(From a related note: The Chairman; The Hon. J.W. Fortescue, C.V.O.: —The eighteen manoeuvres did not come in till 1781, and were invented by David Dundas in the first drill-book issued for the whole Army written by a private individual and sanctioned by authority. Everybody had his own drill book before that and did what was right in his own eyes. The eighteen manoeuvres became famous because officers considered that they were the beginning and end of their duties. You remember the remark Sir John Moore made to Dundas: "Your drill book would have done a great deal of good if it had not been for those damned eighteen manoeuvres;" whereupon Dundas replied: "Blockheads do not understand. That is the danger of making a drill book.")

The Senior Subaltern

Posted by regimentalrogue at 12:01 AM EST
Friday, 30 January 2015

A Calculated Risk
Topic: Officers

A Calculated Risk

Mutiny: A History of Naval Insurrection, Leonard F. Guttridge, 1992

According to the Time magazine article: "We all have a little of the Captain Queeg in us," admitted one officer. "But Arnheiter had more than his share."

(Quoted at Wikipedia.)

… regard for an objective appraisal of facts and implications was all but lost in the attention focused upon the captain himself as a bizarre figure hitherto encountered only in the pages of popular fiction or in television farce.

In February 1966, during naval operations off the South Vietnamese coast, … the destroyer escort Vance had repeatedly fouled [another] ship's gun range and had spent useless firepower by hurling shells at sand dunes and barren rocks. Superior intervention at this point, perhaps a stern warning to the captain of the allegedly offending vessel, might well have prevented the development of a public tragicomedy that did nothing to enhance the prestige of the American navy.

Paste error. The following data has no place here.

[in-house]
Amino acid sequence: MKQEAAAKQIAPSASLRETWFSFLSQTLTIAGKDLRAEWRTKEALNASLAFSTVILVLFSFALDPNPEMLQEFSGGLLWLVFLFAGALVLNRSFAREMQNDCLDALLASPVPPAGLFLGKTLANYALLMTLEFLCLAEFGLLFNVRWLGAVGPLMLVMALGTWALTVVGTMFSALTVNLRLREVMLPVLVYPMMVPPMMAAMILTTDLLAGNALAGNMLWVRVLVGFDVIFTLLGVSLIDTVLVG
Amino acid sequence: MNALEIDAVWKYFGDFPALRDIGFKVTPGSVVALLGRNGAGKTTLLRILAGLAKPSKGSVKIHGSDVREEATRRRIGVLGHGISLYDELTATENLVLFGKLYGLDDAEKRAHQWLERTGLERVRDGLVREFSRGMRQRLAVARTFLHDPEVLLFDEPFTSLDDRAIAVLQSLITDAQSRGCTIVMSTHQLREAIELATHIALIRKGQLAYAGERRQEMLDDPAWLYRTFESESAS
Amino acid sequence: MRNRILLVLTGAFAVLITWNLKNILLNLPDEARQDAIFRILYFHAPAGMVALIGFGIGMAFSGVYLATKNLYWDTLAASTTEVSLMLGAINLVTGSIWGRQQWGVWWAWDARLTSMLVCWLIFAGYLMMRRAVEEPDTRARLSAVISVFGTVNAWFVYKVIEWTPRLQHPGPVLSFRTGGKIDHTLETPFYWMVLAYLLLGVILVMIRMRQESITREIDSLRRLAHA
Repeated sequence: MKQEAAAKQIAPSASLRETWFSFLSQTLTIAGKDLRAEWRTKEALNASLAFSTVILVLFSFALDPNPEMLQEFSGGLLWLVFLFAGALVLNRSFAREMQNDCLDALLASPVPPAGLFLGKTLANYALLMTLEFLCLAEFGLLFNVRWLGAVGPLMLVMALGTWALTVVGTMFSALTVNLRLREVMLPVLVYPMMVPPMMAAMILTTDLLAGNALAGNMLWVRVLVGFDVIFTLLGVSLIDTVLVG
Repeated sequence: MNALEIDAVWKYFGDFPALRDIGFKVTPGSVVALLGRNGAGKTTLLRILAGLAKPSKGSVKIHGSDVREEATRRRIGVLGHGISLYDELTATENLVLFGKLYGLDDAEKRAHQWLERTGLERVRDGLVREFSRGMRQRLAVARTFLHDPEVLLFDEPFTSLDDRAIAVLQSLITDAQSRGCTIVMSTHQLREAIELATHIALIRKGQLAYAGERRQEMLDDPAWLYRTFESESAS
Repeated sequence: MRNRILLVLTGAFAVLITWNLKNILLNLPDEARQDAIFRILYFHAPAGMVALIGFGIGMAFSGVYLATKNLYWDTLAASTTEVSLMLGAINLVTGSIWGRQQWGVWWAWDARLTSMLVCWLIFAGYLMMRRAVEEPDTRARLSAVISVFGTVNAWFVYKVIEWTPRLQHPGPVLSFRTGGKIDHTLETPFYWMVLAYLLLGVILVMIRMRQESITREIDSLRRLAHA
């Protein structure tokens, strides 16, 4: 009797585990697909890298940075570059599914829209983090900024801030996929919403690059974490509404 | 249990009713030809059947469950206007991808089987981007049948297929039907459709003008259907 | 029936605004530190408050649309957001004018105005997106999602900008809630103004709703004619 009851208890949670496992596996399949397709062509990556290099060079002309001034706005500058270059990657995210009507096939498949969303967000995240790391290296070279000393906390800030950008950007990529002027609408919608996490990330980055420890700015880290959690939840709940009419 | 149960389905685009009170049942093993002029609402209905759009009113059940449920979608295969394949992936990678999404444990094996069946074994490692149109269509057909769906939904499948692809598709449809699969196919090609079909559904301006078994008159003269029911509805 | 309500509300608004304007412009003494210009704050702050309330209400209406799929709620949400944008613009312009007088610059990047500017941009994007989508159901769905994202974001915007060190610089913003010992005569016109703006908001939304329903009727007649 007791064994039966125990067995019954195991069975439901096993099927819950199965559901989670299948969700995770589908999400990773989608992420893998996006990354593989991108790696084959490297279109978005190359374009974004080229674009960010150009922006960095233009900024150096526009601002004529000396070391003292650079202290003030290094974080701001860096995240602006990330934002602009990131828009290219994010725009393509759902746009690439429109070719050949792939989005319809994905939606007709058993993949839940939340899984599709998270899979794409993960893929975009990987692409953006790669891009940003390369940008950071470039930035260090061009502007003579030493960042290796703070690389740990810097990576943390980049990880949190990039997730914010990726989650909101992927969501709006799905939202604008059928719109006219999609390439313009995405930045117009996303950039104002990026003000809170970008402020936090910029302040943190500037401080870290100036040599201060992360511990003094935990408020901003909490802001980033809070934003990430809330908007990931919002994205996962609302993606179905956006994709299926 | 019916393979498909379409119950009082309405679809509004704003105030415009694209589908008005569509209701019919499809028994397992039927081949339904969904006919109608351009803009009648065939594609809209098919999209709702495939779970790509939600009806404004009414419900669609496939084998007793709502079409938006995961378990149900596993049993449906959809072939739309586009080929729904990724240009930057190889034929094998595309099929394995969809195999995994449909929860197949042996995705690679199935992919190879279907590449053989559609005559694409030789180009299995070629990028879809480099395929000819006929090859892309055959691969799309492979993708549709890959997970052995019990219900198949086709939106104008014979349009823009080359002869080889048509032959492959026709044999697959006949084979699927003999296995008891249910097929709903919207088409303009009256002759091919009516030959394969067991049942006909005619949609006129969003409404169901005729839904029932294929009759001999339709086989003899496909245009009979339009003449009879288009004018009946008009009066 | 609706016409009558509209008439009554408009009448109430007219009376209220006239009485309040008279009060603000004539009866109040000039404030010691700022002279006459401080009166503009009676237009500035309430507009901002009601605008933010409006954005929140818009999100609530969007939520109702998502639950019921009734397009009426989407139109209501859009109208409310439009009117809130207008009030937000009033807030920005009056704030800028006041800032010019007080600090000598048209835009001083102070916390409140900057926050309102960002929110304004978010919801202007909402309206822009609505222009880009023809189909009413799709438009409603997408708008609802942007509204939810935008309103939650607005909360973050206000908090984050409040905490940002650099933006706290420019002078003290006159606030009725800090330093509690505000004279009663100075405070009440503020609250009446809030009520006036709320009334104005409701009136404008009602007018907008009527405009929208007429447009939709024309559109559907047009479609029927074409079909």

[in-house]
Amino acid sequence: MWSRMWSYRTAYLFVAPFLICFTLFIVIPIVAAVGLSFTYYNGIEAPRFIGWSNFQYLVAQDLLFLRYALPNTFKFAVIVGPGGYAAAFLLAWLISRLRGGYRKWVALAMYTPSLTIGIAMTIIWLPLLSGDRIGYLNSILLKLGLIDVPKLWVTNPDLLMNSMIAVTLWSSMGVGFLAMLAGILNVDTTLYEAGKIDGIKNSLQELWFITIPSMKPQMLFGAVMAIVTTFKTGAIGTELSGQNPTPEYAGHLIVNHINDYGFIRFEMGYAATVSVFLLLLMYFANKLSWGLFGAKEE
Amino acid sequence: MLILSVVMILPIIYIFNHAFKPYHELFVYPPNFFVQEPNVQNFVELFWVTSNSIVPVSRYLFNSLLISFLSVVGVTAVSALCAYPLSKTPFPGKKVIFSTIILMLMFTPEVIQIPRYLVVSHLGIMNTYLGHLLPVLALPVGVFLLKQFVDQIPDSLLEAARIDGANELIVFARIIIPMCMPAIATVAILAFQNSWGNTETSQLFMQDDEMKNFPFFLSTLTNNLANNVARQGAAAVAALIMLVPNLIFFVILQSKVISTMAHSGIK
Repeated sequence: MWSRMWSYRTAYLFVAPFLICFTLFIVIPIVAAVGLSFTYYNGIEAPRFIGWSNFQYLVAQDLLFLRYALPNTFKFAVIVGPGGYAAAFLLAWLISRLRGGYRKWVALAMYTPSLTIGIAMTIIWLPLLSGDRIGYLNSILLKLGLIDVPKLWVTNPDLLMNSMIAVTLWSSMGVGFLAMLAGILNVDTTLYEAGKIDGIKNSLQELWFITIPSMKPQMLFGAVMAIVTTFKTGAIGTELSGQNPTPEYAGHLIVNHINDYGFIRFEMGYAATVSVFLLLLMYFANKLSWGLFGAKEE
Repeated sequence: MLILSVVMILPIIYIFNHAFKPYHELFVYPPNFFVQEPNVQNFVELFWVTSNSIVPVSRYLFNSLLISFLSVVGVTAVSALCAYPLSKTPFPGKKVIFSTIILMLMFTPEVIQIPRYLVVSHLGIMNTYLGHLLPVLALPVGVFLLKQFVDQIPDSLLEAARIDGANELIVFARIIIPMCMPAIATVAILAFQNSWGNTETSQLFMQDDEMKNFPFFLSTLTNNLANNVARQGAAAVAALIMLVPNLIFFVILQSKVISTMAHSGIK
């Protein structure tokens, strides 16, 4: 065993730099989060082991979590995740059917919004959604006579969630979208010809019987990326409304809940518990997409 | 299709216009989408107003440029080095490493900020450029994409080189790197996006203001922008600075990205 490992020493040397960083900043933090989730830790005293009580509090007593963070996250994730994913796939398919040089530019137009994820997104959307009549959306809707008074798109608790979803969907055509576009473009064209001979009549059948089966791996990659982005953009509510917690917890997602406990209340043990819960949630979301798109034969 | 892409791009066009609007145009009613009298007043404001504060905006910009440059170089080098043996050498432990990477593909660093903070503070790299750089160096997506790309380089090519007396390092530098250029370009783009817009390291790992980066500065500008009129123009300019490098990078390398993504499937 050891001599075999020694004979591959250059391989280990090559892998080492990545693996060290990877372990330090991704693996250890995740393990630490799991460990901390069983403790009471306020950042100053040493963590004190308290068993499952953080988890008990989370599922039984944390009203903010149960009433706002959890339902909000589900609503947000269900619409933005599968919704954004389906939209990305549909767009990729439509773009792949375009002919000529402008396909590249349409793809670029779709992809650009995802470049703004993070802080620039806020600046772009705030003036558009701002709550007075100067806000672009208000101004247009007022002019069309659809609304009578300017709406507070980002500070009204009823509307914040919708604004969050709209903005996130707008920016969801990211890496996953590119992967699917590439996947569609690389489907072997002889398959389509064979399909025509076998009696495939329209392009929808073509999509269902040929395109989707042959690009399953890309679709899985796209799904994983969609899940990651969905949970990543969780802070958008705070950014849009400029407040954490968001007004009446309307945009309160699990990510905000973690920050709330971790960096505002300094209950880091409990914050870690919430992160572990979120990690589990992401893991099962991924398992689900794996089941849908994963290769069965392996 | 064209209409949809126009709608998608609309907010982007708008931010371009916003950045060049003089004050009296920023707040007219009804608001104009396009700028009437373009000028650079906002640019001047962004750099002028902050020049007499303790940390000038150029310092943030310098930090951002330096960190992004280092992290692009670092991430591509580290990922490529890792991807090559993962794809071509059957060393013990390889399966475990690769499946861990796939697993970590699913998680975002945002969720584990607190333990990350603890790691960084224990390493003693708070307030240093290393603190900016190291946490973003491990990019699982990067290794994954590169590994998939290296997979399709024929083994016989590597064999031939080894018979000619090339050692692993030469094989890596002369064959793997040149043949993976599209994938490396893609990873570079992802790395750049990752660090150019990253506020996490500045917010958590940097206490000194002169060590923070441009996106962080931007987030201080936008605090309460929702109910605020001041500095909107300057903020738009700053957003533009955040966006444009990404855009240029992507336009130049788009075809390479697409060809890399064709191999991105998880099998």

Career recommendations are sometimes founded as much on a person's aggressive zeal and powers of imagination as upon his or her academic attainments. An abundance of the former qualities can often make up for deficiencies in the latter. But when a selection board weighs these intangibles, its decision may amount to what a confidant in United States naval service told Marcus Aurelius Arnheiter had applied in his case: "Your assignment to command," wrote Capt. Richard Alexander, "was, quite frankly, a calculated risk."

The Senior Subaltern

Posted by regimentalrogue at 12:01 AM EST
Thursday, 29 January 2015

CWGC; New Research Resources
Topic: CWGC

CWGC; New Research Resources

CWGC Disclaimer

This collection of documents relating to the First World War was assembled by the Commonwealth War Graves Commission and its predecessors as part of the processes involved in the commemoration of individuals. As a result, they contain many corrections and alterations which reflect their use as working documents. For further information concerning the history of the collection, please see the About Our Records page.

Please be advised that some of the documents, especially the burial returns and exhumation reports, may contain information which some people may find distressing. The original archive records and their digital copies remain the property of the Commonwealth War Graves Commission, but are available for re-use for private and non-commercial purposes.

For genealogical and medal researchers who have been researching casualties, there have been some new additions to data available from the Commonwealth War Graves Commission that you may not be aware of. The CWGC has added documents to many of their on line records for casualties of the world Wars.